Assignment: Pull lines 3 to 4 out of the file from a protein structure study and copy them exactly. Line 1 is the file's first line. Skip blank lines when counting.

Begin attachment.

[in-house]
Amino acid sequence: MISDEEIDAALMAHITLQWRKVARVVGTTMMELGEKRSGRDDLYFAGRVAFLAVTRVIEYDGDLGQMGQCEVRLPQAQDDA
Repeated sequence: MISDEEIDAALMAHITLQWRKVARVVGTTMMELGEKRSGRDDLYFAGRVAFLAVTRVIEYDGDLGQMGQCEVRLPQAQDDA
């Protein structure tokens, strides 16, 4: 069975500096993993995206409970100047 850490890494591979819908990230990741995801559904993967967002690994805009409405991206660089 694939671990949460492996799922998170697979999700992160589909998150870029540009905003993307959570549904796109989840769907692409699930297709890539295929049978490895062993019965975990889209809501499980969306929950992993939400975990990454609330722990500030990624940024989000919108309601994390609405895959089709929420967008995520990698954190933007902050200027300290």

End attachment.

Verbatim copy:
Repeated sequence: MISDEEIDAALMAHITLQWRKVARVVGTTMMELGEKRSGRDDLYFAGRVAFLAVTRVIEYDGDLGQMGQCEVRLPQAQDDA
């Protein structure tokens, strides 16, 4: 069975500096993993995206409970100047 850490890494591979819908990230990741995801559904993967967002690994805009409405991206660089 694939671990949460492996799922998170697979999700992160589909998150870029540009905003993307959570549904796109989840769907692409699930297709890539295929049978490895062993019965975990889209809501499980969306929950992993939400975990990454609330722990500030990624940024989000919108309601994390609405895959089709929420967008995520990698954190933007902050200027300290």